solution. Until then, baseball fans will have to live with being
denied, at least in part, their best referendum on the game's
best players. --Daniel G. Habib
Sport? Not a Sport?
THIS WEEK: MOUNTAIN CLIMBING
SPORT "You have to be an athlete, and you have to have a game
--Bengie Molina, Angels catcher
SPORT "Anything that physically demanding has to be a sport, even
if you don't keep score."
--Dave Hansen, Dodgers infielder
NOT A SPORT "Come on, mountain climbing? You don't have to be an
athlete. Plus, risking your life is not a sport. That's
--David Weathers, Brewers reliever
SPORT "More than car racing. You just sit in a car and drive
around a track. Mountain climbers have to be in shape."
--Joe Sakic, Avalanche forward
NOT A SPORT "It's an athletic activity, and it's a strong mental
challenge because one slip and you're dead. But you don't compete
--Qadry Ismail, Ravens wideout
NOT A SPORT "Anybody who climbs a mountain isn't a sportsman.
--Rod Smith, Broncos wideout
SPORT "It's man against mountain, and it's win or lose. If you
fall, you're dead, but you also lost."
--Elton Brand, Bulls forward
The NBA's "It's All Good" Campaign
SYNOPSIS A series of playoff-themed ads that juxtapose stars of
the past (Dr. J, Michael Jordan) with standouts of the present
(Kobe Bryant, Allen Iverson), capped by the slogan "It's All
BACKGROUND In replacing its 10-year-old "I Love This Game"
campaign, NBA execs were looking for a hip catchphrase that would
also connect fans to the league's stellar legacy. "The play on
the court has always been good, from Bill Russell to Kobe
Bryant," says NBA Entertainment executive vice president Gregg
Winik. "It's been good in the past, and it's still good now." Yet
the selection of the slogan is quizzical, not the least because
of its hip-hop roots: Rappers in the early '90s used the phrase
with an undercurrent of defiance; it represented an assertion of
status (the street life: It's all good). The motto has since
seeped into pop culture at large, turning up everywhere from yoga
classes (where it's used as a faux-Buddhist mantra) to hit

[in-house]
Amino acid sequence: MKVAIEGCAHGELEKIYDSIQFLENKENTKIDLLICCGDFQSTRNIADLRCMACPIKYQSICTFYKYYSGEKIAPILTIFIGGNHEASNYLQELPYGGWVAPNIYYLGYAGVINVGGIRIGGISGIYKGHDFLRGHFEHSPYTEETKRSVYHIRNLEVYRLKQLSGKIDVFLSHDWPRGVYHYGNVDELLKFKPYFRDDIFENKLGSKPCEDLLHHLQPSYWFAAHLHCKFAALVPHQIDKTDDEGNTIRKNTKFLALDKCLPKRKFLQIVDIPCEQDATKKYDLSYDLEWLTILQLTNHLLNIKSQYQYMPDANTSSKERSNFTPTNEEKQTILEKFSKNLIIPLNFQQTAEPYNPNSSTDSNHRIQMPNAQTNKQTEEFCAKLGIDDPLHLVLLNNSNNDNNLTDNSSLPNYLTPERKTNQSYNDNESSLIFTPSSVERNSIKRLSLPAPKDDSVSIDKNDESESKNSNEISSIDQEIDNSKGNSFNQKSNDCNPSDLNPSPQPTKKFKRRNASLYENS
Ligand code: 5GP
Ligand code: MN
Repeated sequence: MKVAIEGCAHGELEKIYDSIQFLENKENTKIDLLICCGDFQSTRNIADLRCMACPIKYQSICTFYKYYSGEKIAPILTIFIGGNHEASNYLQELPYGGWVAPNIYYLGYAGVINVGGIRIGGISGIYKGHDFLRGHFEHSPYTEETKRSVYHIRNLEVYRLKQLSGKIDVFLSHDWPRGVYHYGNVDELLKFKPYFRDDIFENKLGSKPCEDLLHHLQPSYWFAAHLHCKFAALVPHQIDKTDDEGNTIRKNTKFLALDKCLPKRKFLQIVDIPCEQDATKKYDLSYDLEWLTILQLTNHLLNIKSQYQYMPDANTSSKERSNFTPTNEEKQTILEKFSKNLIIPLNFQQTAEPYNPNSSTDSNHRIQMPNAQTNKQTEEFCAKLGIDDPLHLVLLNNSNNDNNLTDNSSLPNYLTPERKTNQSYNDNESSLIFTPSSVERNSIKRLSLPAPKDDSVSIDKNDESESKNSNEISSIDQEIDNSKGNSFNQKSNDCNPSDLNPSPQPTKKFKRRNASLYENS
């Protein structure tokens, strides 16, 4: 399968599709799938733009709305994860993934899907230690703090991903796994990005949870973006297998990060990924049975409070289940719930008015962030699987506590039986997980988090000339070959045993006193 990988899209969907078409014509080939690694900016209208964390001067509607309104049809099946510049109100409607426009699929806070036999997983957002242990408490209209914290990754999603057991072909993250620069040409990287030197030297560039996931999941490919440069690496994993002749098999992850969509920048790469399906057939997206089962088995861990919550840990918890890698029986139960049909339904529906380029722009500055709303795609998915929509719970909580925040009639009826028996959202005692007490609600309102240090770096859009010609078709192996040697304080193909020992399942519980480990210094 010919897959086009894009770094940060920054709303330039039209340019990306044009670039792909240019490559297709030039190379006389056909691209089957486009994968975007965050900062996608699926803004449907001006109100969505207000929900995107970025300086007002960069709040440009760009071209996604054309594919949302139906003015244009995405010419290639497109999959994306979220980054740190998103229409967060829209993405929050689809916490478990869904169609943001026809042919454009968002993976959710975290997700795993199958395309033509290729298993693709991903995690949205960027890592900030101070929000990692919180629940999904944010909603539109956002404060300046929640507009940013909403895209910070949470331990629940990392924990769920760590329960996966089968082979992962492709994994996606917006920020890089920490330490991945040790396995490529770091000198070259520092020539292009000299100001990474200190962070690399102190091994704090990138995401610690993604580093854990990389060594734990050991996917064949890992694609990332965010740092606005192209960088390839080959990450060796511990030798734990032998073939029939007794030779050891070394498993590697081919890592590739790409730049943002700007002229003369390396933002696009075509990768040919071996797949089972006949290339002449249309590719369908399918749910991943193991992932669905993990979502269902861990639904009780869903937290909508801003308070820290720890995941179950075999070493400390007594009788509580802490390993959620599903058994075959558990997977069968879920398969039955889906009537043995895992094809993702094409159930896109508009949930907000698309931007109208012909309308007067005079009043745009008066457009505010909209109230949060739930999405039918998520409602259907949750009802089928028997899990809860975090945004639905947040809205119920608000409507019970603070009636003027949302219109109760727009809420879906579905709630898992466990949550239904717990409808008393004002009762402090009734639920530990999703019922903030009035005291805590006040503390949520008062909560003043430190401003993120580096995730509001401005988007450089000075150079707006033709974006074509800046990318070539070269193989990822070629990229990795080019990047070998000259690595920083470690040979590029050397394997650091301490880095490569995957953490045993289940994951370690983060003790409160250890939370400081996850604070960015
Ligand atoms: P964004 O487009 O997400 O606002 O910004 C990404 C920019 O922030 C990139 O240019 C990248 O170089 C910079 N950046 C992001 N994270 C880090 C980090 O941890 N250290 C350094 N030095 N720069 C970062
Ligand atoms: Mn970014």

sitcoms (it was a punch line in a Will & Grace episode). But even
in these watered-down contexts, the phrase doesn't suggest the
rah-rah spirit implied in the NBA spots. "If somebody makes a
mistake--like, 'Man, I forgot your shoes'--I say, 'It's all good,
we straight,'" says Lakers forward Robert Horry. "But it's not
used like, 'Hooray, it's all good.' That's just so corny."
BOTTOM LINE Though it's always nice to see vintage footage of
hoopsters, the misused catchphrase makes the campaign feel
comically behind the times.
How to return Pete Sampras's serve
Next week Pete Sampras begins his quest for a record eighth
Wimbledon singles title. One key to his success on the All
England Club's slick grass courts is his booming serve; in seven
Wimbledon finals, Sampras has lost four service games. Here's a
step-by-step guide to neutralizing the greatest weapon of
Wimbledon's greatest champion.
1. CROWD THE BASELINE By hitting the return on the rise, you cut
off the angled serves. Says Davis Cup captain Patrick McEnroe,
"If he sees you're standing far back, he can slice it or kick
it." The downside is you have even less time to react to his
2. CHEAT TO THE CENTER Sampras hits his biggest serves down the
middle. He can go wide, but that serve, as McEnroe notes, "is
not as effective as the bomb up the middle."
3. GET AHEAD IN THE COUNT Even to think of breaking Sampras, you
have to win at least two of the first three points in a game.
Fall behind, and he has too many options. But if you can get to
15-30, you force him to be more conservative. How are you
supposed to win those crucial first points? Well....
4. EVERY NOW AND THEN, guess Pick a direction and break that way
early. You'll at least have a fighting chance at stealing a
point. "If I don't guess, I'm not going to win the point
anyway," says Justin Gimelstob, who snagged a set from Sampras
at last year's Wimbledon. "But if I guess right, at least I can
get a decent hit at the ball."
Radio reporter Sid Rosenberg, who was fired two weeks ago after
saying on Don Imus's syndicated show that Venus Williams was an
"animal" and that she and sister Serena had a better shot at
posing nude for National Geographic than Playboy. "He apologized
and showed he understood he was wrong," says program director
Mark Chernoff of Imus's flagship station, WFAN, in New York City.
Rosenberg also sent a written apology to the Williamses.
To 104 years in prison, David Casper, 28, son of two-time U.S.
Open golf champion Billy Casper, for a 1999 crime spree during
which he robbed his parents' house. He pleaded guilty in April
to 35 felony counts and was sentenced under California's
By New York City correction officers, Tom Gallagher, 37, who was
swimming in the East River when he was mistakenly identified as
an escaped prisoner from nearby Rikers Island. Gallagher was
swimming around Long Island to raise money for the Association
for Children with Down Syndrome. "We got all happy thinking we
had our man," said Sandra Smith, a correction department
spokeswoman. It took 10 minutes for Gallagher to persuade
officers to allow him to continue.
As a security guard for one episode of the Jerry Springer Show,
Tigers pitcher Jeff Weaver. The 6'5", 200-pound Weaver, a fan of
the program, broke up two scuffles during his stint, including
one involving two heavyset women.
Plans by the CFL's Toronto Argonauts for a regular pregame wet